Second Lady Karen Pence is teaching art at a school that does not allow LGBT students or students with LGBT families to enroll and refuses to employ LGBT individuals.

According to the Washington Blade, the Immanuel Christian School in Springfield, Virginia states in its “parent agreement” that it “can refuse admission to an applicant or to discontinue enrollment if the atmosphere or conduct within a particular home, the activities of a parent or guardian, or the activities of the student are counter to, or are in opposition to, the biblical lifestyle the school teaches.”

“This includes, but is not limited to contumacious behavior, divisive conduct, and participating in, supporting, or condoning sexual immorality, homosexual activity or bi-sexual activity, promoting such practices, or being unable to support the moral principles of the school. (Lev. 20:13 and Romans 1:27.) I acknowledge the importance of a family culture based on biblical principles and embrace biblical family values such as a healthy marriage between one man and one woman,” the agreement continues.

Those seeking employment must also agree to these guidelines.

For employees, the school defines “moral misconduct” as “heterosexual activity outside of marriage … homosexual or lesbian sexual activity, polygamy, transgender identity, any other violation of the unique roles of male and female, sexual harassment, use or viewing of pornographic material or websites, and sexual abuse or improprieties toward minors as defined by Scripture and federal or state law.”

Pence previously worked at Immanuel Christian School and said in a statement that she was looking forward to returning to the classroom.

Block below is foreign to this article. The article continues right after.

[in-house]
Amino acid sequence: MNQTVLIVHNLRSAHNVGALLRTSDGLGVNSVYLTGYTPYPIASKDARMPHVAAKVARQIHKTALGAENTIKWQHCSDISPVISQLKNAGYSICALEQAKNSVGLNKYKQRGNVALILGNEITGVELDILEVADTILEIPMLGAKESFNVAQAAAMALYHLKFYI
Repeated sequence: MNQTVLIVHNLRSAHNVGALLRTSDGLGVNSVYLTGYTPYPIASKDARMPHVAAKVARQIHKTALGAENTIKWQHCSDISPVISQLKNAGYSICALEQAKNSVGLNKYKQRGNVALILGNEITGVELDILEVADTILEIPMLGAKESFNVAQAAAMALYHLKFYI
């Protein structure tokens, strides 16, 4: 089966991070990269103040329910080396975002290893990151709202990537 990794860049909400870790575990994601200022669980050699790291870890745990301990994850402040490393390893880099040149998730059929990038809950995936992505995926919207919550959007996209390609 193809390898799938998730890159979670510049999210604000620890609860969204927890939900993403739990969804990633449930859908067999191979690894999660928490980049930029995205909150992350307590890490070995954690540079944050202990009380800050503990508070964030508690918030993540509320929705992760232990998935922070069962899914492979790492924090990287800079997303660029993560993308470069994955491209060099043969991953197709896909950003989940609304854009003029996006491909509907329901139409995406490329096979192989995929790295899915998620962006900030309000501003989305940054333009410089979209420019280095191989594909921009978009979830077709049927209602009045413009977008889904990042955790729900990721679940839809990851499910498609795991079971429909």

GLAAD criticized Pence's decision to work at the school and called on Immanuel administrators to abandon their anti-LGBT policies.

“It’s disturbing Second Lady Karen Pence would put her stamp of approval on an institution that actively targets LGBTQ students at one of the places where they should feel the safest,” Sarah Kate Ellis, President and CEO at GLAAD, said in a statement. “When young people are coming to terms with their sexual orientation and gender identity, they deserve to have the support of the adults in their lives. Often the arts are a safe haven for these students, and let’s be honest – we wouldn’t have some of the world’s most profound and impactful art if it weren’t for LGBTQ people. As an art teacher, I suspect she is aware of that. She should leave this teaching post and join the faculty of an institution that values and supports the acceptance of all students.”

“Immanuel Christian School should immediately reexamine its policy of open discrimination against LGBTQ students and understand just how dangerous it is to further marginalize young people who are struggling to come to terms with their identity or have made the courageous choice to come out as LGBTQ in a difficult environment,” Ellis added.